Big data and AI are everywhere these days, and content marketing is no exception.
As machine learning continues to evolve, and the amount of detailed consumer data available to marketers expands exponentially, smart marketers are leveraging this newfound intelligence to hone and optimize the strategies behind their content.
“Content intelligence” is something that draws on both big data and AI, but it’s not identical with either of those things.
It revolves around the use of tools and systems that use data and AI to reveal the full context of individual pieces of content.
Content intelligence can be instrumental in finding effective solutions to some of the biggest obstacles that content marketers face.
From finding great topics, to building a distribution model that gets the word out to the right people, the future of content is an intelligent one.
In a recent article, The Content Marketing Institute details exactly how content intelligence solves marketing problems.
Content intelligence (CI) is the shiny new toy of content marketing.
Like many new technologies, some users may try to adopt content intelligence technology before they fully understand it, and fail to fully realize its benefits.
Content intelligence software is expanding in variety and function, so it’s important to understand the pain points content intelligence addresses.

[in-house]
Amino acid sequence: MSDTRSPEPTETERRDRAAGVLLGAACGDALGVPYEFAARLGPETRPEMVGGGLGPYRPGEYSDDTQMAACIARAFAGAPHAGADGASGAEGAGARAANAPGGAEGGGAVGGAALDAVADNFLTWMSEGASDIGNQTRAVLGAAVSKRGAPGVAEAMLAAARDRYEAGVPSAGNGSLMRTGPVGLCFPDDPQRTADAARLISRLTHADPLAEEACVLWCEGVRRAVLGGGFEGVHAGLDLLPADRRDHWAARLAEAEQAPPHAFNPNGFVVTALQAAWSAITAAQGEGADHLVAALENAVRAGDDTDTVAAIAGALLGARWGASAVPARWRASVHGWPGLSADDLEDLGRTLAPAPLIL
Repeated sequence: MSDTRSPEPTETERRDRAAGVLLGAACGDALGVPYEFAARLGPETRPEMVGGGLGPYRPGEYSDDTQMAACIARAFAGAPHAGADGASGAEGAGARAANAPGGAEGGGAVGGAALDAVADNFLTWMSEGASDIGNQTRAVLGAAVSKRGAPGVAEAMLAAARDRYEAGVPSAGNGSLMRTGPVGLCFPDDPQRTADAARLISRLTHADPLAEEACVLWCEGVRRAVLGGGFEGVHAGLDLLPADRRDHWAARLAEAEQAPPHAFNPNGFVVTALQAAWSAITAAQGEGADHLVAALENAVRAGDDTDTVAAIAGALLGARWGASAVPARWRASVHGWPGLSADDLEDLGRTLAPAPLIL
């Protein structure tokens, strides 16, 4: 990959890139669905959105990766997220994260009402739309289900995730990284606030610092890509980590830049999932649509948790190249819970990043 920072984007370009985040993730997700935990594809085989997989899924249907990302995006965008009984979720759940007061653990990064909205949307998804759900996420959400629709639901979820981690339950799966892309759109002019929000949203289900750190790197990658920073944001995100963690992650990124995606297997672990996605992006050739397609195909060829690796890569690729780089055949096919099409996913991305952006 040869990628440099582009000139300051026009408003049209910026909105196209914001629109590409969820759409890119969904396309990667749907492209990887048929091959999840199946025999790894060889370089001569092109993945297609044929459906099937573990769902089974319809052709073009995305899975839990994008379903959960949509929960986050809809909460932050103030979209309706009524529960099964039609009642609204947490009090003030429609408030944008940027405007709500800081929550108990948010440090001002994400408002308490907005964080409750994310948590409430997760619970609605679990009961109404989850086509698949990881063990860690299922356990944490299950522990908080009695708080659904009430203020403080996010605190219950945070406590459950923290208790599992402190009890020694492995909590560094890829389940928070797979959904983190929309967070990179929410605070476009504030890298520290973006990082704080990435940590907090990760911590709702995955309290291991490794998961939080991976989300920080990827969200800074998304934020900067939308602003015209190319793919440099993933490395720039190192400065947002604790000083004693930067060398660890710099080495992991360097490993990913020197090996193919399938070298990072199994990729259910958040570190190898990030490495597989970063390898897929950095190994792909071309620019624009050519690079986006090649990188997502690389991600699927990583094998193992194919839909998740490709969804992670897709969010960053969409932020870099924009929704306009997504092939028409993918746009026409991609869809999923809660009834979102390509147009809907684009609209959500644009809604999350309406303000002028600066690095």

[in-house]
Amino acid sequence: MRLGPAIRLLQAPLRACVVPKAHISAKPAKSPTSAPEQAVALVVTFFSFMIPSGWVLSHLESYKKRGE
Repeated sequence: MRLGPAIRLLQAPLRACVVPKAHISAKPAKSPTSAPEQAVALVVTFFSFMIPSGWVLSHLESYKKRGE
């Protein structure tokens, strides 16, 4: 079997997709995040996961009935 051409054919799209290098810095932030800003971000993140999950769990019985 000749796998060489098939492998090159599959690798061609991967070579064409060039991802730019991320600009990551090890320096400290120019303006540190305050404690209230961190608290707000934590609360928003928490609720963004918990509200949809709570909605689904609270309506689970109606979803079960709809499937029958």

This post offers a brief overview of what content intelligence is.
It addresses some of the pain points content intelligence solves, and outlines the first step to prepare for the advent of this exciting technology.
First, let’s define content intelligence.
What Is Content Intelligence?
Content intelligence draws upon artificial intelligence (AI) and big data, but it is neither of those things.
Content intelligence is the systems and software that transforms data into actionable insights for content strategy and tactics.
Content intelligence gives you the full context of an individual piece of content—and the body of content it sits within, to make better decisions about anything pertaining to the content in question.
Forrester analyst Ryan Skinner defines content intelligence as “technology that helps content understand itself—what it’s about, how it speaks, how effective it is at accomplishing certain goals, what emotions it calls to mind, etc.”
What Pain Points Does Content Intelligence Address?
Every marketer alive today proclaims how “data-driven” they are.
But if you look at how content is utilized, it’s still mostly based on intuition and guesswork.
Only eight percent of marketers consider themselves “very successful” or “extremely successful” at tracking content marketing ROI(LinkedIn Technology Marketing Community), and only 55 percent of bloggers regularly check analytics (Orbit Media).
Here are five common content marketing pain points that content intelligence addresses.
1. You’re Not Sure What to Share or How to Distribute
When it comes to content marketing, creating a killer piece of content is only half the battle.